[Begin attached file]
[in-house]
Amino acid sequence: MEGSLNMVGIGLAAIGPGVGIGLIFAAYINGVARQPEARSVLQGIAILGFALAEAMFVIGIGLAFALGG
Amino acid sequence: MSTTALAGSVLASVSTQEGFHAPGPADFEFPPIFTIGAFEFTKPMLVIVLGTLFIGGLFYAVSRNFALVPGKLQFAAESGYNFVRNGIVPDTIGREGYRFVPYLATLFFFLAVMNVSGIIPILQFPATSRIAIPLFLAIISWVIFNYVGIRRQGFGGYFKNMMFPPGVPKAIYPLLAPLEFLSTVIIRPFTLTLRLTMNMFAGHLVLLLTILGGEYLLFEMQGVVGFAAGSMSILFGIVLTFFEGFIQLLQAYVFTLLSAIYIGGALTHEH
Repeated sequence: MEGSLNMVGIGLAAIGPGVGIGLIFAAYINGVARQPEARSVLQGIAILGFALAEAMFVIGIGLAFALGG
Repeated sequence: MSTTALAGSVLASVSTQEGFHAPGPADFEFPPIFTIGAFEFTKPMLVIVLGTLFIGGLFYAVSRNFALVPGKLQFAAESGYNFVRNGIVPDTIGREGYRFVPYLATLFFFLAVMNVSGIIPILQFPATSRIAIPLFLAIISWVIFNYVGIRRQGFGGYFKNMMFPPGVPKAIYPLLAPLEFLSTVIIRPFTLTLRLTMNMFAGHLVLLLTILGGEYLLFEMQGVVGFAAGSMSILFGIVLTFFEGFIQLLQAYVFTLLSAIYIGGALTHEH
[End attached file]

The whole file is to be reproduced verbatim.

[in-house]
Amino acid sequence: MEGSLNMVGIGLAAIGPGVGIGLIFAAYINGVARQPEARSVLQGIAILGFALAEAMFVIGIGLAFALGG
Amino acid sequence: MSTTALAGSVLASVSTQEGFHAPGPADFEFPPIFTIGAFEFTKPMLVIVLGTLFIGGLFYAVSRNFALVPGKLQFAAESGYNFVRNGIVPDTIGREGYRFVPYLATLFFFLAVMNVSGIIPILQFPATSRIAIPLFLAIISWVIFNYVGIRRQGFGGYFKNMMFPPGVPKAIYPLLAPLEFLSTVIIRPFTLTLRLTMNMFAGHLVLLLTILGGEYLLFEMQGVVGFAAGSMSILFGIVLTFFEGFIQLLQAYVFTLLSAIYIGGALTHEH
Repeated sequence: MEGSLNMVGIGLAAIGPGVGIGLIFAAYINGVARQPEARSVLQGIAILGFALAEAMFVIGIGLAFALGG
Repeated sequence: MSTTALAGSVLASVSTQEGFHAPGPADFEFPPIFTIGAFEFTKPMLVIVLGTLFIGGLFYAVSRNFALVPGKLQFAAESGYNFVRNGIVPDTIGREGYRFVPYLATLFFFLAVMNVSGIIPILQFPATSRIAIPLFLAIISWVIFNYVGIRRQGFGGYFKNMMFPPGVPKAIYPLLAPLEFLSTVIIRPFTLTLRLTMNMFAGHLVLLLTILGGEYLLFEMQGVVGFAAGSMSILFGIVLTFFEGFIQLLQAYVFTLLSAIYIGGALTHEH